Mike Apurin

SwiftUI Secrets

Did you know that there are secret SwiftUI functions that were hidden just out of sight all this time? They can not be found in the official documentation and Xcode is very reluctant to show them with autocompletion.

Today we will be exploring non-public API of SwiftUI.

Note that as with all non-public APIs, using it will definitely lead to App Store rejection. If you plan to use it in your code, at least make sure to remove any calls from the release build with an #if block.

Granted, most of what is available will only let you peek behind the scenes a bit or get some information for debugging, but some of it might be useful to know.

With disclaimers out of the way, let's look at what we can use.


This static function was added in iOS 15 and is perhaps the most widely known one, seeing as Apple folk are encouraging people to use it.

You can use it print out to Xcode debug console what triggered SwiftUI to evaluate the body function of your view.

Here is an example of how to use it.

struct CounterButton: View {
    @State var count = 0
    var body: some View {
        let _ = Self._printChanges()
            action: { count += 1 },
            label: { Text("Tap to add: \(count)") }

This will produce this output the first time it shows up on screen:

CounterButton: @self, @identity, _count changed.

And then, each time we tap the button:

CounterButton: _count changed.

In the output we get the view type name and a list of changes that triggered the body call. Besides changed properties, there are two special identifiers:

  • @self means that the struct itself was changed
  • @identity means that the view identity has changed

For an in-depth explanation of the concept of identity, check out WWDC 2021 session Demystify SwiftUI.

Note that we had to add a let _ = statement to the function call (or, alternatively, add an explicit return for the actual view content) to make it work nicely inside a view builder. With a small extension we can simplify this and make it so the private function call gets omitted in the release build.

struct CounterButton: View {
    @State var count = 0
    var body: some View {
            action: { count += 1 },
            label: { Text("Tap to add: \(count)") }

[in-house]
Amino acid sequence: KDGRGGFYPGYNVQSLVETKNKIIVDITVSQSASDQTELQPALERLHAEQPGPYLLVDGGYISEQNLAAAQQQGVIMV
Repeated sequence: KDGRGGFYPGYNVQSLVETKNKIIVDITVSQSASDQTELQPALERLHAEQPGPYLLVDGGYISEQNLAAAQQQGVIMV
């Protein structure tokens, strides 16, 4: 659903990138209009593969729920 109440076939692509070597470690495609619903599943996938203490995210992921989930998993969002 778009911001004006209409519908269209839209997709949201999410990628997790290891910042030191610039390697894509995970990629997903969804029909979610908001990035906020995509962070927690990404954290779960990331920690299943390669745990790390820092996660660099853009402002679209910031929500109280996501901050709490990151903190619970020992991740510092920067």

extension View {
    @inlinable func debugPrintChanges() -> some View {
        #if DEBUG
        return EmptyView()


This one I only saw introduced in a blog post by Mercari engineering team (Japanese language only), and it's just as easy as it looks — you get an array with all the previews in a particular PreviewProvider.

struct MyView_Previews: PreviewProvider { ... }

let previews = MyView_Previews._allPreviews

The previews get wrapped in a private _Preview type which exposes its sequential ID and other metadata. Here's the full definition.

  public struct _Preview {
    public let id: Swift.Int
    public let contentType: Swift.String
    public var content: SwiftUI.AnyView { get }
    @available(iOS 14.0, macOS 11.0, tvOS 14.0, watchOS 7.0, *)
    public var context: SwiftUI.PreviewContext? { get }
    public var displayName: Swift.String? { get }
    public var device: SwiftUI.PreviewDevice? { get }
    public var layout: SwiftUI.PreviewLayout { get }
    @available(iOS 15.0, macOS 12.0, tvOS 15.0, watchOS 8.0, *)
    public var interfaceOrientation: SwiftUI.InterfaceOrientation { get }
    @available(iOS 14.5, macOS 11.3, tvOS 14.5, watchOS 7.4, *)
    public var colorScheme: SwiftUI.ColorScheme? { get }

One of the most clever ways of using all of this is creating snapshot tests with SnapshotTesting library, making your previews into a series of images that can be stored and compared against each other to detect changes. In fact, this is exactly what is described in that Mercari article, so check it out if you are interested.


This one is a private property of a private view (cue Inception jokes).

_UIHostingView is the type of UIHostingController's view which seems to be doing the actual SwiftUI hosting.

Using this is somewhat tricky, but unlocks a plethora of debug information that can come in handy for debugging particularly tricky problems.

// Needed to interact with the private struct's properties
struct ViewDebugData {
    let data: [_ViewDebug.Property: Any]
    let childData: [ViewDebugData]

extension UIHostingController {
    func inspectViewDebugData() {
        let view = self.view as! _UIHostingView<Content>
        let _viewDebugData = view._viewDebugData()
        print(_viewDebugData) // You can print out _viewDebugData as-is
        // However, to access its properties in code, we need to first cast it to a custom struct.
        // This way we get access to the underlying properties which have of type _ViewDebug.Property.
        // This part can easily break in the future.
        let viewDebugData = unsafeBitCast(_viewDebugData, to: [ViewDebugData].self)

let viewController = UIHostingController(rootView: MyView())

// Later, after the viewController was shown on screen

The output of printing this property is a bit much, as it contains the whole internal SwiftUI view hierarchy including the modifiers, as well as the frames, and assigned identities to the views.

If you are interested in the full output of the print function, see this Gist I've created.

On Mac, this property is accessible as NSHostingView._viewDebugData


In this article I have introduced some of SwiftUI private API that I find the most useful for debugging and testing. Most of them are not truly essential for everyday coding, but some might be useful to know as part of your toolset.

Lastly, here is a tip regarding Xcode autocompletion. Xcode seems to be reluctant to suggest non-public APIs but you can get it to work after typing the underscore prefix and at least four other letters.